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J Intern Med. 2016 Jan;279(1):16-29. doi: 10.1111/joim.12404. Epub 2015 Aug 19.

Recent developments in the diagnosis and treatment of pulmonary embolism.

Author information

1
Department of Thrombosis and Hemostasis, Leiden University Medical Center, Leiden, The Netherlands.

Abstract

Due to the nonspecific symptoms of the condition, a diagnosis of acute pulmonary embolism (PE) is frequently considered. However, PE will only be confirmed in 10-20% of patients. Because the imaging test of choice, computed tomography pulmonary angiography (CTPA), is costly and associated with radiation exposure and other complications, a validated diagnostic algorithm consisting of a clinical decision rule and D-dimer test should be used to safely exclude PE in 20-30% of patients without the need for CTPA. Recently, the age-adjusted D-dimer threshold has been validated, and this has increased the proportion of patients at older age in whom PE can be excluded without CTPA. Initial therapeutic management of PE depends on the risk of short-term PE-related mortality. Haemodynamically unstable patients should be closely monitored and receive thrombolytic therapy unless contraindicated because of an unacceptably high bleeding risk, whereas patients with low-risk PE may be safely discharged early from hospital or receive only outpatient treatment. The PESI score and Hestia decision rule are available to select patients in whom early discharge or outpatient treatment will be safe, although the safety of these strategies should be confirmed in additional studies. Standard PE therapy consists of low molecular weight heparin (LMWH) followed by vitamin K antagonists (VKAs). Recently, several nonvitamin K-dependent oral anticoagulants have been shown to be as effective as LMWH/VKAs, and maybe safer. Determining the optimal duration of treatment for a first unprovoked PE remains a challenge, although clinical prediction rules for estimating the risk of recurrence of venous thromboembolism and anticoagulation-associated haemorrhage are under investigation. Using these prediction rules may lead to both more standardized and more individualized long-term treatment of PE.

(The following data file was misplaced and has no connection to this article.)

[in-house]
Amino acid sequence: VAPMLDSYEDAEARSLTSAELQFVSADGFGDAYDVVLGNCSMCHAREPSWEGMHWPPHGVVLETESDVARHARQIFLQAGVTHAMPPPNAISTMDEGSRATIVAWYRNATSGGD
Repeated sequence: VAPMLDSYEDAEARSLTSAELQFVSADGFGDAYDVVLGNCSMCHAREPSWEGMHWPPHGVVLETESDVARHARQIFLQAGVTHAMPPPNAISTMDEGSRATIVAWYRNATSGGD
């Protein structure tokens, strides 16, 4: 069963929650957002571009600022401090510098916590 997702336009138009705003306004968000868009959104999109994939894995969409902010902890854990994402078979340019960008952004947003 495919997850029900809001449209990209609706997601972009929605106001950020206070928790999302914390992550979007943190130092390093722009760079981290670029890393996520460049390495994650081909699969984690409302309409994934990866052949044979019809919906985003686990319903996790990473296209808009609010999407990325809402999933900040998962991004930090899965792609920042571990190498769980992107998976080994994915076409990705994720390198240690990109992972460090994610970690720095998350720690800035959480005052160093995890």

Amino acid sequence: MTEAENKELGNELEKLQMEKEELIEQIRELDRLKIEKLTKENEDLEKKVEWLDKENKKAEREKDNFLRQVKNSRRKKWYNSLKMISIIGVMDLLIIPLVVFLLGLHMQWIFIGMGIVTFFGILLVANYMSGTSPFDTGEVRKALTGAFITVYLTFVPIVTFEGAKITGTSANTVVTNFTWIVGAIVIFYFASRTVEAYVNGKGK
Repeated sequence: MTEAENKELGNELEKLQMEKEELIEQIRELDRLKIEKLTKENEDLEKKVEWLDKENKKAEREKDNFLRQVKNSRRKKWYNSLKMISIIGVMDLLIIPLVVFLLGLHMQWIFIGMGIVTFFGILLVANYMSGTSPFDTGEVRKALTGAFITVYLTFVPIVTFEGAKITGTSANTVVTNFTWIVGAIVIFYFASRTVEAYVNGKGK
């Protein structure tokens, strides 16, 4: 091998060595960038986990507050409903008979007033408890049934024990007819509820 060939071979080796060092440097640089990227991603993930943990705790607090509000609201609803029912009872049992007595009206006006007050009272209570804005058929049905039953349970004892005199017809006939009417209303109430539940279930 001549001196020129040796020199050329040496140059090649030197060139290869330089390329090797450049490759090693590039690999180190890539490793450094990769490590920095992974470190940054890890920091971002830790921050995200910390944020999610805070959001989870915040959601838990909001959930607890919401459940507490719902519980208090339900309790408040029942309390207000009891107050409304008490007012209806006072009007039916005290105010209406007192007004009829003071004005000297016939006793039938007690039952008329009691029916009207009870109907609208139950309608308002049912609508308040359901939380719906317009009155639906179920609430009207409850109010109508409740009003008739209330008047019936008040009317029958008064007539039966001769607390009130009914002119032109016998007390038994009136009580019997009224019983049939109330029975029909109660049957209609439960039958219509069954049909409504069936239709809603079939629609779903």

KEYWORDS:

anticoagulation; diagnosis; pulmonary embolism; treatment; venous thromboembolism

PMID:
26286356
DOI:
10.1111/joim.12404
[Indexed for MEDLINE]
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